Sunday, April 02, 2006

Italy Between No Alternatives

Next Sunday and Monday the Italian voters go to the polls. And we are now entering the final week of a very heated campaign.

On the surface of it, it is Silvio Berlusconi against Romano Prodi. But in reality it is two rather complex coalition alternatives. And how they shape up will determine the extent to which a coalition can actually implement the necessary measures.

So far, the election campaign has been called a "carnival of populism" by the Chairman of the Confindustria business association. With the Italian economy facing obvious structural problems, neither side has really tried to address them properly.

Berlusconi is warning that the Communist will tear a Prodi coalition to pieces as they did after the 1996 election, and Prodi points out that Berlusconi has been delivering practically nothing of what he had promised.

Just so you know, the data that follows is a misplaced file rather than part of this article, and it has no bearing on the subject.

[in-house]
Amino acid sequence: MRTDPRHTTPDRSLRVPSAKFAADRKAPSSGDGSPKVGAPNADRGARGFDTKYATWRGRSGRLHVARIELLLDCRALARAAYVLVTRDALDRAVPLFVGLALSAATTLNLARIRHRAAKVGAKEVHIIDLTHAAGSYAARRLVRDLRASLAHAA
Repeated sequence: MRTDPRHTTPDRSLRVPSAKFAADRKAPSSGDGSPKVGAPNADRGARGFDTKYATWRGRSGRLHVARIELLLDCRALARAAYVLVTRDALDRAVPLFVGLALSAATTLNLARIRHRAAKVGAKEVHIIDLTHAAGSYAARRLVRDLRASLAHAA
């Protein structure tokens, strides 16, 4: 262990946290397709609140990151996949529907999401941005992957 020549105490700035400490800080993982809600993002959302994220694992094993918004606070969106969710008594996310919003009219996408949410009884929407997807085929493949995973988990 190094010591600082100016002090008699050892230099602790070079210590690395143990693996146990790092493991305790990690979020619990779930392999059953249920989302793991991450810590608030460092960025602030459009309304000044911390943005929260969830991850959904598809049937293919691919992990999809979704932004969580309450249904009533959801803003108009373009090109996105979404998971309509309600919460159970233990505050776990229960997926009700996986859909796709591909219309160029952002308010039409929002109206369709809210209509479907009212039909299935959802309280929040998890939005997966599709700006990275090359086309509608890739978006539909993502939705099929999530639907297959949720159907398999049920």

Neither accusation is wrong. In a sense, it's a campaign of competing weaknesses that we are witnessing in Italy.

The Prodi coalition has been ahead in the opinion polls, although no such are published during the final week. But in the last few days it seems to have been suffering from confusion concerning its tax policies.

There is little doubt that it would be good for Europe and for Italy if a Berlusconi who often turns his performance into pure disgrace would disappear from the scene. His inflated ego and lack of seriousness on serious issue is making harm to his party as well as to his Italy.

But that does not mean that there are reasons to be particularly optimistic concerning the possibilities of a Prodi coalition. It will know what it is against - but will it know what it is in favour of? And some of its proposals are clearly going go be detrimental to the reform potential of the economy.

What Italy would really need is a party that dares to produce a strong package of pro-growth reforms. Sooner or later that will be called for anyhow.

Absence of reforms now means decline of the growth potential in future years.

And this will affect not only Italy, but all of Europe.